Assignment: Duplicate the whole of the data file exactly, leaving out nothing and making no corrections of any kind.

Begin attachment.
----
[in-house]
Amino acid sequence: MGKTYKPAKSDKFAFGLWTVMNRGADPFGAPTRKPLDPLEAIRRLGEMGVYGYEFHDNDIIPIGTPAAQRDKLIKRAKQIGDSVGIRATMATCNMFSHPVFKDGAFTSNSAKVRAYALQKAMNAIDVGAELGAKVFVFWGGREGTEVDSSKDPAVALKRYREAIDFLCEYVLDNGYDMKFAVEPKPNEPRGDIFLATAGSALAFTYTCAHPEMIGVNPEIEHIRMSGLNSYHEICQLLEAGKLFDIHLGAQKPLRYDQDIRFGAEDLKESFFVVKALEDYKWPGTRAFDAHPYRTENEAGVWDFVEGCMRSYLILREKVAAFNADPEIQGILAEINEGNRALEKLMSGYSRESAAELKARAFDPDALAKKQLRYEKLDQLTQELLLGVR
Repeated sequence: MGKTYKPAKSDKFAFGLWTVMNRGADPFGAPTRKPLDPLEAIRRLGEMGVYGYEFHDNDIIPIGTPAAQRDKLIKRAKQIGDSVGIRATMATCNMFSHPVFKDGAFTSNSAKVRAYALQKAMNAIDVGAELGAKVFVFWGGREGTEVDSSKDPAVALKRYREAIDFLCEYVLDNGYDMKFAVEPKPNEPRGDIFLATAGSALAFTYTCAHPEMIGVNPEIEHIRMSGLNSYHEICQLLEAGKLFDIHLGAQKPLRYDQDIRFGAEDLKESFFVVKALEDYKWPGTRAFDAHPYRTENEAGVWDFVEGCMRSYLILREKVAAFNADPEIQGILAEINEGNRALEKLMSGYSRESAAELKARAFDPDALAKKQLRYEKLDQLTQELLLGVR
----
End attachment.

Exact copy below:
[in-house]
Amino acid sequence: MGKTYKPAKSDKFAFGLWTVMNRGADPFGAPTRKPLDPLEAIRRLGEMGVYGYEFHDNDIIPIGTPAAQRDKLIKRAKQIGDSVGIRATMATCNMFSHPVFKDGAFTSNSAKVRAYALQKAMNAIDVGAELGAKVFVFWGGREGTEVDSSKDPAVALKRYREAIDFLCEYVLDNGYDMKFAVEPKPNEPRGDIFLATAGSALAFTYTCAHPEMIGVNPEIEHIRMSGLNSYHEICQLLEAGKLFDIHLGAQKPLRYDQDIRFGAEDLKESFFVVKALEDYKWPGTRAFDAHPYRTENEAGVWDFVEGCMRSYLILREKVAAFNADPEIQGILAEINEGNRALEKLMSGYSRESAAELKARAFDPDALAKKQLRYEKLDQLTQELLLGVR
Repeated sequence: MGKTYKPAKSDKFAFGLWTVMNRGADPFGAPTRKPLDPLEAIRRLGEMGVYGYEFHDNDIIPIGTPAAQRDKLIKRAKQIGDSVGIRATMATCNMFSHPVFKDGAFTSNSAKVRAYALQKAMNAIDVGAELGAKVFVFWGGREGTEVDSSKDPAVALKRYREAIDFLCEYVLDNGYDMKFAVEPKPNEPRGDIFLATAGSALAFTYTCAHPEMIGVNPEIEHIRMSGLNSYHEICQLLEAGKLFDIHLGAQKPLRYDQDIRFGAEDLKESFFVVKALEDYKWPGTRAFDAHPYRTENEAGVWDFVEGCMRSYLILREKVAAFNADPEIQGILAEINEGNRALEKLMSGYSRESAAELKARAFDPDALAKKQLRYEKLDQLTQELLLGVR